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Joanne C. Wen, Colin A. McCannel, Omai B. Garner, Brian Mochon; Bacterial Dispersal Associated with Speech in the Setting of an Intravitreal Injection. Invest. Ophthalmol. Vis. Sci. 2011;52(14):5622.
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To investigate the amount of bacterial dispersal associated with speech in various conditions during a simulated intravitreal injection.
Fifteen healthy volunteers each read a 5 minute script over an open blood agar plate in the following conditions: without a facemask, without a facemask with the face turned away from the plate and with a facemask. The volunteer then stood in silence for 5 minutes over an open blood agar plate. Total number of colony forming bacteria per plate were counted and identified. The Kruskal-Wallis test was used for statistical analyses.
Without a facemask, 12 of 15 plates had growth of at least 1 bacterial colony (mean=10.5 colonies per plate, range=0-63). When a facemask was worn, 3 of 15 plates had growth (mean=0.3 colonies per plate, range=0-2). With the face turned away from the plate, 10 of 15 plates had growth (mean=1.8 colonies per plate, range=0-6). When the volunteer stood in silence, 4 of 15 plates had growth (mean=0.33 colonies per plate, range=0-2). Statistical analysis demonstrated significantly lower bacterial colony counts in the "facemask" and "silence" conditions compared to the "no facemask" condition (p=0.0004 and p=0.0008 respectively). There were also significantly lower bacterial colony counts in the "facemask" and "silence" conditions compared to the "face turn" condition (p=0.008 and p=0.017 respectively). Bacterial colony counts were not significantly different among the conditions "facemask," "silence," and "room control."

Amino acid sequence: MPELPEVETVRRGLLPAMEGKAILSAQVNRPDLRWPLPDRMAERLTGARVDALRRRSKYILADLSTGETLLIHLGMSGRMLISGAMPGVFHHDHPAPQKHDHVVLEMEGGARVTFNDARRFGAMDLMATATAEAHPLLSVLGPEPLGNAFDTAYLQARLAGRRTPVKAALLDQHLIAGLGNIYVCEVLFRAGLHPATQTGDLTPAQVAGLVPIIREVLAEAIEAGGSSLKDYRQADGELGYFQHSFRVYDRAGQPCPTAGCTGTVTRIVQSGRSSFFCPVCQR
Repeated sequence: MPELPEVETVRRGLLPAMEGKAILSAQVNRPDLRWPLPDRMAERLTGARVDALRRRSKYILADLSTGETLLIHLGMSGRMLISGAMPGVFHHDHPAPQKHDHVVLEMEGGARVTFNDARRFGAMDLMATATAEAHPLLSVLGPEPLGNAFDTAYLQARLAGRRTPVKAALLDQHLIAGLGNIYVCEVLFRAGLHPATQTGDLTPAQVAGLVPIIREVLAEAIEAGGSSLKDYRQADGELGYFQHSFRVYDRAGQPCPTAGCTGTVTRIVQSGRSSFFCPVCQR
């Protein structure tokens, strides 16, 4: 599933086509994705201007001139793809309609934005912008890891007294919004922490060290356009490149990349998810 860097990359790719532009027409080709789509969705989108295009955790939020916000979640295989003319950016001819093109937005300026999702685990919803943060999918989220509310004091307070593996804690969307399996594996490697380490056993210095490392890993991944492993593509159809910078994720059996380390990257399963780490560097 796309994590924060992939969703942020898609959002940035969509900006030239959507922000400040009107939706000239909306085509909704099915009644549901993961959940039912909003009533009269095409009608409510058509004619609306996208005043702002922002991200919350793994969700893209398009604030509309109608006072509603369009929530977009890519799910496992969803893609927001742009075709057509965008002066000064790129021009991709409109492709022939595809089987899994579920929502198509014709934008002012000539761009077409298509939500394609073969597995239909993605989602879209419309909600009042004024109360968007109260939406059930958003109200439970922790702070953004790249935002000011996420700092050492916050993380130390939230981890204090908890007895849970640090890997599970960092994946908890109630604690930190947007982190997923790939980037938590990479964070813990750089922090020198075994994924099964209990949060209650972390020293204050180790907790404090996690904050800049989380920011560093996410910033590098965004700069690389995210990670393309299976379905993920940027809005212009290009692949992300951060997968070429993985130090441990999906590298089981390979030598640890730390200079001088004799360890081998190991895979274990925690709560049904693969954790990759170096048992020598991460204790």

Wearing a facemask or remaining silent significantly decreases culture plate contamination from talking during simulated intravitreal injection setting. Physicians performing intravitreal injections should be aware of these patterns of bacterial dispersal associated with speech and consider either wearing a facemask or minimizing speech.
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